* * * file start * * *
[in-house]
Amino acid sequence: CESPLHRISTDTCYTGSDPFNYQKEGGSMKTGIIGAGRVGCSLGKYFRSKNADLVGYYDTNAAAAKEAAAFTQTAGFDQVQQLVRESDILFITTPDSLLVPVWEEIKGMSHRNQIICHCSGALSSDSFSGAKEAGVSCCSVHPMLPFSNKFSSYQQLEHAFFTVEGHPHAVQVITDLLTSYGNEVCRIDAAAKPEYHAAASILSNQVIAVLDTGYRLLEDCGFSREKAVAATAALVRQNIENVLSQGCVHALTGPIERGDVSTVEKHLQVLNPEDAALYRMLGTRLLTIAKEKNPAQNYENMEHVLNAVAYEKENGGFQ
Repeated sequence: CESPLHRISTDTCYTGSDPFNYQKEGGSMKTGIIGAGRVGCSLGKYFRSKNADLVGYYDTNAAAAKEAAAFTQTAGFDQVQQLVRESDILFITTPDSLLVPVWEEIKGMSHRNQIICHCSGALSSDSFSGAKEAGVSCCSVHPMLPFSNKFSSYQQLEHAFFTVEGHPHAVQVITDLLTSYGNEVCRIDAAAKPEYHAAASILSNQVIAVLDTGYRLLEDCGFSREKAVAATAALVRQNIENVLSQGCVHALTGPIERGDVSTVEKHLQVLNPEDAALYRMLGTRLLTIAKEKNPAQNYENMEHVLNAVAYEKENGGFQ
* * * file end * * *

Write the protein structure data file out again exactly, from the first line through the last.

[in-house]
Amino acid sequence: CESPLHRISTDTCYTGSDPFNYQKEGGSMKTGIIGAGRVGCSLGKYFRSKNADLVGYYDTNAAAAKEAAAFTQTAGFDQVQQLVRESDILFITTPDSLLVPVWEEIKGMSHRNQIICHCSGALSSDSFSGAKEAGVSCCSVHPMLPFSNKFSSYQQLEHAFFTVEGHPHAVQVITDLLTSYGNEVCRIDAAAKPEYHAAASILSNQVIAVLDTGYRLLEDCGFSREKAVAATAALVRQNIENVLSQGCVHALTGPIERGDVSTVEKHLQVLNPEDAALYRMLGTRLLTIAKEKNPAQNYENMEHVLNAVAYEKENGGFQ
Repeated sequence: CESPLHRISTDTCYTGSDPFNYQKEGGSMKTGIIGAGRVGCSLGKYFRSKNADLVGYYDTNAAAAKEAAAFTQTAGFDQVQQLVRESDILFITTPDSLLVPVWEEIKGMSHRNQIICHCSGALSSDSFSGAKEAGVSCCSVHPMLPFSNKFSSYQQLEHAFFTVEGHPHAVQVITDLLTSYGNEVCRIDAAAKPEYHAAASILSNQVIAVLDTGYRLLEDCGFSREKAVAATAALVRQNIENVLSQGCVHALTGPIERGDVSTVEKHLQVLNPEDAALYRMLGTRLLTIAKEKNPAQNYENMEHVLNAVAYEKENGGFQ